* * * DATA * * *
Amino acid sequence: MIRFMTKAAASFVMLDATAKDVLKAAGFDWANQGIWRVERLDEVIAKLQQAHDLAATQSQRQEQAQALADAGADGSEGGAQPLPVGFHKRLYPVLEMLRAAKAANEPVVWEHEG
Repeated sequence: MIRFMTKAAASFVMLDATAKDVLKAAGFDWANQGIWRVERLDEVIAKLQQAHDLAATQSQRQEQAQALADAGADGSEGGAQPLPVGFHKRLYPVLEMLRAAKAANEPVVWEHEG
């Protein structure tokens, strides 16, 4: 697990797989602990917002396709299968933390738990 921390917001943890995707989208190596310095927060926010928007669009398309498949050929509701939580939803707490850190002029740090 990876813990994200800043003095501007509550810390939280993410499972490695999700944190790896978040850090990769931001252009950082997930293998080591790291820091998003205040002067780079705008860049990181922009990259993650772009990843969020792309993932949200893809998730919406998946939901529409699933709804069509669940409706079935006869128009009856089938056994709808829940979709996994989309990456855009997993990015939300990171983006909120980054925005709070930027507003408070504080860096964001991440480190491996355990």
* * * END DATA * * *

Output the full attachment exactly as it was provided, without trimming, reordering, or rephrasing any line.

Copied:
Amino acid sequence: MIRFMTKAAASFVMLDATAKDVLKAAGFDWANQGIWRVERLDEVIAKLQQAHDLAATQSQRQEQAQALADAGADGSEGGAQPLPVGFHKRLYPVLEMLRAAKAANEPVVWEHEG
Repeated sequence: MIRFMTKAAASFVMLDATAKDVLKAAGFDWANQGIWRVERLDEVIAKLQQAHDLAATQSQRQEQAQALADAGADGSEGGAQPLPVGFHKRLYPVLEMLRAAKAANEPVVWEHEG
């Protein structure tokens, strides 16, 4: 697990797989602990917002396709299968933390738990 921390917001943890995707989208190596310095927060926010928007669009398309498949050929509701939580939803707490850190002029740090 990876813990994200800043003095501007509550810390939280993410499972490695999700944190790896978040850090990769931001252009950082997930293998080591790291820091998003205040002067780079705008860049990181922009990259993650772009990843969020792309993932949200893809998730919406998946939901529409699933709804069509669940409706079935006869128009009856089938056994709808829940979709996994989309990456855009997993990015939300990171983006909120980054925005709070930027507003408070504080860096964001991440480190491996355990």